Red AuerbachZach Harper of Hardwood Paroxysm: "I started assistantly coaching junior varsity basketball for a local high school ... It didn't just find a place in my life. It didn't just become part of my schedule. It became my schedule ... I was so hooked after my first practice with this group of 10 high school freshmen and one eighth-grade child that I realized an even deeper love and appreciation for the game of basketball. We traipsed through the first couple of weeks of our summer league by learning the correct ways to play basketball and by learning the strengths and weaknesses of our team. We figured that our team wasn't very big or athletic but we had a lot of basketball skill from our best player to our 11th best player. We played our first game four weeks ago and in that game, we learned everything we needed to know about our team for the rest of the summer. We were good. Check that. We were REALLY good. We were chaos masked in peach fuzz, braces and XBOX Live handles. We were a running, pressing team that played harder than anybody we faced and more hectic than Don Nelson's brand of basketball could ever dream of being. And we won. A lot."

Warriors World: An interview with Anthony Randolph's high school coach.
Knickerblogger: A new Similarity Score for measuring players. 
48 Minutes of Hell: The value of George Hill.

(Photos by Streeter Lecka, Kevork Djansezian, Robert Riger/NBAE via Getty Images)

Years down the road, when blogologists examine how and why blogs emerged as a reliable source of information for sports fans, Mike Kurylo's Knickerblogger will be a primary source. Kurylo was the first team blogger in the basketball world to incorprate advanced stats into his coverage.  Knickerblogger's stat page is heavily bookmarked among basketball stat junkies. Kurylo has also been a regular competitor in the TrueHoop Stat Geek Smackdown.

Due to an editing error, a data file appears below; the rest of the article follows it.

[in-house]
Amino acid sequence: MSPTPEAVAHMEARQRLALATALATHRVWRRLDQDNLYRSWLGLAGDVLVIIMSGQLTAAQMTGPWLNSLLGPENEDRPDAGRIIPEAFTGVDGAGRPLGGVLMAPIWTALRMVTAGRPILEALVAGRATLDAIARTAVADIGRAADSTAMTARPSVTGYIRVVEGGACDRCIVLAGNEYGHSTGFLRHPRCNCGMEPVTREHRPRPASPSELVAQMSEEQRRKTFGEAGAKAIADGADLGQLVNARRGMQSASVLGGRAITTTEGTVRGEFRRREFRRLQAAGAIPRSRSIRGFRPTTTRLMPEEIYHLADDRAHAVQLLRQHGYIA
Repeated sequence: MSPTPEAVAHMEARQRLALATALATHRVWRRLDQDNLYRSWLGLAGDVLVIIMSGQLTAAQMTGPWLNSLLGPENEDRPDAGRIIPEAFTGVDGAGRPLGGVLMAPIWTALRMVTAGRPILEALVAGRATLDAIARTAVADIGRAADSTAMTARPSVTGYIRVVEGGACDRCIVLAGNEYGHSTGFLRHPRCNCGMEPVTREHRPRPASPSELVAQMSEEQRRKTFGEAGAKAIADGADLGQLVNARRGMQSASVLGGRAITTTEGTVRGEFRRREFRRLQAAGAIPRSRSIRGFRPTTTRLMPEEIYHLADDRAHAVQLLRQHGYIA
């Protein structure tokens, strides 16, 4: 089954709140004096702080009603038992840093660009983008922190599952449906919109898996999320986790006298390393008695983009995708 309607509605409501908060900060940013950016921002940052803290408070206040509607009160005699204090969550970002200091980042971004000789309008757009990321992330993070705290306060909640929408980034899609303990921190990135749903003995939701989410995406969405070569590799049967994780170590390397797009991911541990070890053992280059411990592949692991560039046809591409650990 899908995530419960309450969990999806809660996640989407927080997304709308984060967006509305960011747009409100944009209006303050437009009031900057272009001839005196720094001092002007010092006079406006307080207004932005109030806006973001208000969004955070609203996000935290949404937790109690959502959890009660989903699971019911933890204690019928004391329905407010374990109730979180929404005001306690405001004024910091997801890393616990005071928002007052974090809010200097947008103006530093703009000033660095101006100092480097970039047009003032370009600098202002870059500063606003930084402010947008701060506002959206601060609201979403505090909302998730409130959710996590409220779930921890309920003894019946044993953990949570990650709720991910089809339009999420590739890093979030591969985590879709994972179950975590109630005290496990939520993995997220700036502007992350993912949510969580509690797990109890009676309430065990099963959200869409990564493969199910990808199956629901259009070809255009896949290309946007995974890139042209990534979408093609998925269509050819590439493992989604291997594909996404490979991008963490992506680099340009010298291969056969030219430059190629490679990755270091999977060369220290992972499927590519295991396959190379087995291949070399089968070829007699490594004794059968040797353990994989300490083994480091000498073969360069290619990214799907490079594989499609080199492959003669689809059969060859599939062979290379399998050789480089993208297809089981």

Knickerblogger was one of the first proponents of offensive and defensive efficiency statistics and, for years, has been a hub for all kinds of great number-crunching. When and how did you first get turned on to more advanced statistical data?  
It seemed that just about everyone who grew up in New York city in the late 70s/early 80s loved baseball. I played in backyards, little leagues, schoolyards, and in the street. In the summers of my youth, my grammar school would be open for kids to play games. Twice a day one of the adults would organize a huge wiffle ball game, and 20 to 30 kids would line up to play.
New York KnicksAt a young age I received a baseball encyclopedia as a birthday present, and I loved that book. As a Yankee fan it allowed me to relive their rich history. Chesbro. Gehrig. Ruth. DiMaggio. Mantle. It was a living record of what happened before my time, and through it I was able to understand the past.
Around this time, baseball simulation games became popular and the computer age was emerging. In the mid/late 80s I began to play games like Pursue the Penant (now Diamond Mind), Strat-o-Matic, and Micro-League baseball. Playing them revealed that many mainstream stats like RBIs, Batting Average, and Wins were a poor way to evaluate players. When playing these games, I had to throw out the conventional knowledge and develop my own ideas on how to evaluate players.